When you are shopping for paper for your latest art project did you ever wonder what a Deckle Edge was? Or what 100% Rag actually means? Or whether you should choose Hot Pressed over Cold Pressed? Here is a handy list of artist paper terminology for your reference. Enjoy!
100% Rag: Made entirely of cotton and/or linen rag pulp
Bond Paper: A term for smooth-surfaced text weight paper, coined by a customer of Crane’s Stationers, a banker who asked that his personal stationery be printed on “bond paper”, the stock used for printing bank bonds.
Deckle Edge: The natural terminal edge of a sheet of paper, where the screen on which the sheet is formed is attached to the deckle, or frame. Artificial deckle-edges are produced by a jet of water slicing through still-wet pulp.
High Alpha: Wood-based paper pulp of the highest quality, with strong fibers and no acidity.
Hot-pressed, Cold-pressed, Plate and Rough: All manufactured artist’s papers are pressed in some fashion, between rollers that squeeze out water and impart a specific texture. Hot-pressed paper is smooth and relatively free from surface detail; cold-pressed paper has more pronounced tooth. Plate finish papers and boards are smooth like hot-pressed, deriving their name from the metal plates each sheet was originally sandwiched between before passing through a press. Rough paper has the most aggressive surface, like earlier papers whose bumpy textures resulted from shrinkage during air-drying.
Inclusion: Any material added to paper pulp for visual or textural effect that remains distinct from the paper fibers. Leaves, flowers, cloth scraps and coffee husks are only a few examples from among thousands of possibilities.
Internally and Externally Sized: Internally sized paper is completely impregnated with sizing during the manufacturing process; paper that is externally sized has had starch or glue applied after the sheet has been created.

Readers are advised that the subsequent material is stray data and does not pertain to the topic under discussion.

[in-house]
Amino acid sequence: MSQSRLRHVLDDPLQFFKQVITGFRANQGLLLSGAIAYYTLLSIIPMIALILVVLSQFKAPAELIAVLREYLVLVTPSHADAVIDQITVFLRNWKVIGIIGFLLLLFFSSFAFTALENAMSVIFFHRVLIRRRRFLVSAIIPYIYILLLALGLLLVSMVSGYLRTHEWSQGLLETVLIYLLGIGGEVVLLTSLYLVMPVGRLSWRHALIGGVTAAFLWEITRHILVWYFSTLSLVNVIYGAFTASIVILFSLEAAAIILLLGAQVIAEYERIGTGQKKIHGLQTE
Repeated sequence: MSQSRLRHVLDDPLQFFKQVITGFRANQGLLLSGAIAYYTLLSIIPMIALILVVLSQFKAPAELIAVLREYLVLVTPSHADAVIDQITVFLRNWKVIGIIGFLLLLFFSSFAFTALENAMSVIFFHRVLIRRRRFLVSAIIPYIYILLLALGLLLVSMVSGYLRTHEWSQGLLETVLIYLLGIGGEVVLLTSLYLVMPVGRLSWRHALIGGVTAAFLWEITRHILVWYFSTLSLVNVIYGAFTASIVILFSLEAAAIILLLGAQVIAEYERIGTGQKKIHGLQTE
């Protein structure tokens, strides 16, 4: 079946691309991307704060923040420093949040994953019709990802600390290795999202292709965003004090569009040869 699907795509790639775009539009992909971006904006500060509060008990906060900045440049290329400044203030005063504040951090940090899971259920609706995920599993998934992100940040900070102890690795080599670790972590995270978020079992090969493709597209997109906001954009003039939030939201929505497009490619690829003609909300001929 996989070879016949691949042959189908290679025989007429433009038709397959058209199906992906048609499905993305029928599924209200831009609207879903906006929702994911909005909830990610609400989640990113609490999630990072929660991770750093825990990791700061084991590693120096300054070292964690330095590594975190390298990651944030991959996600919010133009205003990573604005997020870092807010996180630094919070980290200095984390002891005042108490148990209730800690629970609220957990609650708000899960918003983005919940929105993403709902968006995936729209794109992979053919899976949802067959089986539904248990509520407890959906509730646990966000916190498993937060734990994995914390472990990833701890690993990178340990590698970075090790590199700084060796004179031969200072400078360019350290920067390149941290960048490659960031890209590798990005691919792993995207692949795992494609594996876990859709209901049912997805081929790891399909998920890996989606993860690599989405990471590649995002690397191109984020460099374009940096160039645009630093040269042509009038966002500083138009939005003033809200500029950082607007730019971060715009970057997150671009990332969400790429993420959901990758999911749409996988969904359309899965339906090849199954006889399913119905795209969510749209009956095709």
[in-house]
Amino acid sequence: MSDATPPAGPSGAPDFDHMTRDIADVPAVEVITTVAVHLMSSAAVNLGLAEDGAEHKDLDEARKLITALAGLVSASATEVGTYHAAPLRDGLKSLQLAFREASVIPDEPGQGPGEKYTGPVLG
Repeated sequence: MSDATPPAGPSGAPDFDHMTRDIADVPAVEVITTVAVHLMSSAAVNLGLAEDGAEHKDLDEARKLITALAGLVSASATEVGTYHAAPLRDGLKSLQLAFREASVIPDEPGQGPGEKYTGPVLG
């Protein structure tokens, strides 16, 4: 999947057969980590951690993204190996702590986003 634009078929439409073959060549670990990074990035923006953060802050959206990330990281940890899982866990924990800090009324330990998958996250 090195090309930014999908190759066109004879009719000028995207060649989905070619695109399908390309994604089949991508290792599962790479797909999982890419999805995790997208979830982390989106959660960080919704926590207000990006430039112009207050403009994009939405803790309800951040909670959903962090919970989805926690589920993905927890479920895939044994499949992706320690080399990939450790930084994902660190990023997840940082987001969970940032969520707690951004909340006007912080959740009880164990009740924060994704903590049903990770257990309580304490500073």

Kozo: A Japanese term for mulberry-derived fiber
Laid: A surface revealing the texture of the screen on which the sheet was formed, or a simulation of the traditional texture produced by a die on the dandy roll
Lignin: A protein in wood, undesirable in finished paper
pH Neutral vs. Acid Free: The pH scale measures acidity and alkalinity in degrees from 0 to 14, with a value of 7 being “pH neutral”. A paper designated “acid free” will have a pH of 7 or greater; a paper sold as “pH neutral” should have a value between 6.5 and 7.5.
Pulp: Cellulose fibers prepared for papermaking by pounding and bleaching
Ream: 500 sheets, formerly 480 (based on 20 “quires” of 24 sheets)
Sulphite: Wood pulp produced by breaking down fibers in sulphuric acid; there are different grades of Sulphite pulp
Watermark: A design on a sheet of paper revealed by illumination from the back. Originally accomplished by molding or welding a design element or insignia onto the wire screen used to make paper, now more commonly produced by placing dies on the dandy roll
Weight (gsm): A useful measure of weight in paper, based upon grams per square meter. Accurate regardless of original sheet size.
Weight (pounds): A measure of the weight of a full ream of paper; the implied weight of a single sheet from a ream, dependent upon one’s knowledge of the full, unconverted sheet size.
Wove: A smooth, featureless surface with subtle tooth; from the “woven” type mold, as opposed to the “ribbed” type.
*Utrecht Learning Center